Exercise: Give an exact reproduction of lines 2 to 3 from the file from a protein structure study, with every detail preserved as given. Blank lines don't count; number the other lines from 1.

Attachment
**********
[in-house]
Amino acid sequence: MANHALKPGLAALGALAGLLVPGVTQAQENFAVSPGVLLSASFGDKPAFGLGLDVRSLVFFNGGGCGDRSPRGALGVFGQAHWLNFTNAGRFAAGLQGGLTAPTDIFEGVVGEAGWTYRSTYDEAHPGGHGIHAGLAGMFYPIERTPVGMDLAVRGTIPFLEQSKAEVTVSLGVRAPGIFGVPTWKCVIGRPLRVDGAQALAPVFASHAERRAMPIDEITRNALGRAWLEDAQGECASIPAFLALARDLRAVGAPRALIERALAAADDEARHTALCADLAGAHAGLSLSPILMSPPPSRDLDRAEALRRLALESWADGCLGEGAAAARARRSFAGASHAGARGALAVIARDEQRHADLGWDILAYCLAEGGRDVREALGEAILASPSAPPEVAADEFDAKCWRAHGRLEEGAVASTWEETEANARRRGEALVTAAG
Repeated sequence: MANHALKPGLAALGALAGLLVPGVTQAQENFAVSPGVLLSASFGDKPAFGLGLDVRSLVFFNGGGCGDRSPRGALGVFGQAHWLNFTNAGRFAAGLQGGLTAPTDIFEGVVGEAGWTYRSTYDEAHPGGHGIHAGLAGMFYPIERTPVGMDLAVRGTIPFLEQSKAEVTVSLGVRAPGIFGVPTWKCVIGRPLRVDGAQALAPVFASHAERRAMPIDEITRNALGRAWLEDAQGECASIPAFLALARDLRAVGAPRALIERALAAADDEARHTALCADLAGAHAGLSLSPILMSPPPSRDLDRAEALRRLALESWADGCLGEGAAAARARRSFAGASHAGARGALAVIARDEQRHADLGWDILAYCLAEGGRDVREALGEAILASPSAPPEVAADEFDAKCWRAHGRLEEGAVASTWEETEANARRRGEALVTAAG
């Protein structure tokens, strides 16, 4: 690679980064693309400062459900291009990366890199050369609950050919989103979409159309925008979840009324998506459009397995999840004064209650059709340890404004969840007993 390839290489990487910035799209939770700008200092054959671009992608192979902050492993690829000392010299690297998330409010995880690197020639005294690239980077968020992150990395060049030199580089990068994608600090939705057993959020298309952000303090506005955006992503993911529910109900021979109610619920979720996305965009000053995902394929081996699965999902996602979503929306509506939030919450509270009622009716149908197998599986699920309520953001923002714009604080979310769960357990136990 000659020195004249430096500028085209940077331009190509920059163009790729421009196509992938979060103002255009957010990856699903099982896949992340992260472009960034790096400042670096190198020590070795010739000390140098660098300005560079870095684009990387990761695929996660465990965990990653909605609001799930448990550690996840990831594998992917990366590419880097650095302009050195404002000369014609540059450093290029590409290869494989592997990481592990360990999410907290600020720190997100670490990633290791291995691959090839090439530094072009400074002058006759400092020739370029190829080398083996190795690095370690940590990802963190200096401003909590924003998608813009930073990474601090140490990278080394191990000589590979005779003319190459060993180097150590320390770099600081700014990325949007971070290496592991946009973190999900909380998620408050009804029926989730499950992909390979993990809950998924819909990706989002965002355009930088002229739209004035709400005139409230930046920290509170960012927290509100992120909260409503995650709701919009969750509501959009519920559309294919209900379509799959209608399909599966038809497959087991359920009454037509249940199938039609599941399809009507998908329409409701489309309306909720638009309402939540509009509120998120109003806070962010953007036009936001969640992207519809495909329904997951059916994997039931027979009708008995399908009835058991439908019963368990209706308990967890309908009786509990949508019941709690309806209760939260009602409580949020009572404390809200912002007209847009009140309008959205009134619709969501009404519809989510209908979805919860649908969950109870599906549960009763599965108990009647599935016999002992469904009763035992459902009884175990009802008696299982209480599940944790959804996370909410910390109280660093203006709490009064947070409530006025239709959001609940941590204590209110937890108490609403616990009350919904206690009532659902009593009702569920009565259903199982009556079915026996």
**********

Amino acid sequence: MANHALKPGLAALGALAGLLVPGVTQAQENFAVSPGVLLSASFGDKPAFGLGLDVRSLVFFNGGGCGDRSPRGALGVFGQAHWLNFTNAGRFAAGLQGGLTAPTDIFEGVVGEAGWTYRSTYDEAHPGGHGIHAGLAGMFYPIERTPVGMDLAVRGTIPFLEQSKAEVTVSLGVRAPGIFGVPTWKCVIGRPLRVDGAQALAPVFASHAERRAMPIDEITRNALGRAWLEDAQGECASIPAFLALARDLRAVGAPRALIERALAAADDEARHTALCADLAGAHAGLSLSPILMSPPPSRDLDRAEALRRLALESWADGCLGEGAAAARARRSFAGASHAGARGALAVIARDEQRHADLGWDILAYCLAEGGRDVREALGEAILASPSAPPEVAADEFDAKCWRAHGRLEEGAVASTWEETEANARRRGEALVTAAG
Repeated sequence: MANHALKPGLAALGALAGLLVPGVTQAQENFAVSPGVLLSASFGDKPAFGLGLDVRSLVFFNGGGCGDRSPRGALGVFGQAHWLNFTNAGRFAAGLQGGLTAPTDIFEGVVGEAGWTYRSTYDEAHPGGHGIHAGLAGMFYPIERTPVGMDLAVRGTIPFLEQSKAEVTVSLGVRAPGIFGVPTWKCVIGRPLRVDGAQALAPVFASHAERRAMPIDEITRNALGRAWLEDAQGECASIPAFLALARDLRAVGAPRALIERALAAADDEARHTALCADLAGAHAGLSLSPILMSPPPSRDLDRAEALRRLALESWADGCLGEGAAAARARRSFAGASHAGARGALAVIARDEQRHADLGWDILAYCLAEGGRDVREALGEAILASPSAPPEVAADEFDAKCWRAHGRLEEGAVASTWEETEANARRRGEALVTAAG